Giving them money.
Nay, put out all your hands. Not one word more:
Thus part we rich in sorrow, parting poor.
They embrace, and part several ways.
O! the fierce wretchedness that glory brings us.
Who would not wish to be from wealth exempt,
Since riches point to misery and contempt? 82
Who'd be so mock'd with glory? or so live
But in a dream of friendship?
To have his pomp and all what state compounds
But only painted, like his varnish'd friends?
Poor honest lord! brought low by his own heart,
Undone by goodness. Strange, unusual blood,
When man's worst sin is he does too much good!
Who then dares to be half so kind again?
For bounty, that makes gods, does still mar men.
My dearest lord, bless'd, to be most accurs'd,
Rich, only to be wretched, thy great fortunes
Are made thy chief afflictions. Alas! kind lord;
He's flung in rage from this ingrateful seat
Of monstrous friends;


I'll ever serve his mind with my best will; Whilst I have gold I'll be his steward still.

Nor has he with him to supply his life, Or that which can command it.



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In purity of manhood stand upright,
And say 'This man's a flatterer'? if one be,
So are they all; for every grize of fortune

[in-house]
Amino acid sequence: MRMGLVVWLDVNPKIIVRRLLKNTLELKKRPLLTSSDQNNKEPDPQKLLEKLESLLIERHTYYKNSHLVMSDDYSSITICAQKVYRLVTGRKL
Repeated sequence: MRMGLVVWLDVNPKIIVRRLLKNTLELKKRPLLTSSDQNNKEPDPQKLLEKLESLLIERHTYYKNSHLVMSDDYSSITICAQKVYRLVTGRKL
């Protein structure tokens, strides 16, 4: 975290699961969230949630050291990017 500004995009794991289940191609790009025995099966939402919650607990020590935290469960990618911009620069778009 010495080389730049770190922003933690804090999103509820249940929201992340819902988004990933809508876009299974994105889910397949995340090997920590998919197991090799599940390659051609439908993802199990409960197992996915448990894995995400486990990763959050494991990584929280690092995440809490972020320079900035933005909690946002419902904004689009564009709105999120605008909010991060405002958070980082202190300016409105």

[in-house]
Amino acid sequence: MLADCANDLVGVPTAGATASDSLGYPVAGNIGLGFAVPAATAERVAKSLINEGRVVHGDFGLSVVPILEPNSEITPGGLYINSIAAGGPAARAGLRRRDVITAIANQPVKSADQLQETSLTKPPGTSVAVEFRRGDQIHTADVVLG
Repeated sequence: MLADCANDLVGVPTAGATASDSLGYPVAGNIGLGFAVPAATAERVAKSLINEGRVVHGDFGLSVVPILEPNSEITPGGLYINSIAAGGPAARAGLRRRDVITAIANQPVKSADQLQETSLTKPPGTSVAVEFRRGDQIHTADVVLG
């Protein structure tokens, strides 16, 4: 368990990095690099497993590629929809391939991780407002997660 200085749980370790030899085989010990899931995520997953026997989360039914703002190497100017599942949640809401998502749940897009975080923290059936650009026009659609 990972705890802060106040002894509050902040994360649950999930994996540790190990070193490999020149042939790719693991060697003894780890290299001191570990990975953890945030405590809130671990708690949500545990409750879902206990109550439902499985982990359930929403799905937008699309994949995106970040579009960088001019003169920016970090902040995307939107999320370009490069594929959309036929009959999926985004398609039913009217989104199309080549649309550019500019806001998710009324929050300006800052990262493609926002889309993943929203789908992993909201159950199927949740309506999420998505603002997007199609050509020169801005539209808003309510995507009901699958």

Is smooth'd by that below: the learned pate
Ducks to the golden fool: all is oblique ;
There's nothing level in our cursed natures
But direct villany. Therefore, be abhorr'd
All feasts, societies, and throngs of men!
His semblable, yea, himself, Timon disdains:
Destruction fang mankind! Earth, yield me
Who seeks for better of thee, sauce his palate
With thy most operant poison! What is here?
Gold! yellow, glittering, precious gold! No,


I am no idle votarist. Roots, you clear heavens ! Thus much of this will make black white, foul fair, Wrong right, base noble, old young, coward valiant.

Ha! you gods, why this? What this, you gods? Why, this


Willlug your priests and servants from your sides, Pluck stout men's pillows from below their heads: This yellow slave Will knit and break religions; bless the accurs'd;


Make the hoar leprosy ador'd; place thieves,
And give them title, knee, and approbation,
With senators on the bench; this is it
That makes the wappen'd widow wed again;
She, whom the spital-house and ulcerous sores
Would cast the gorge at, this embalms and


To the April day again. Come, damn earth,
Thou common whore of mankind, that putt'st
Among the rout of nations, I will make thee
Do thy right nature.
March afar off.
Ha a drum? Thou 'rt quick,
But yet I'll bury thee: thou 'lt go, strong thief,
When gouty keepers of thee cannot stand :
Nay, stay thou out for earnest.

Keeping some gold.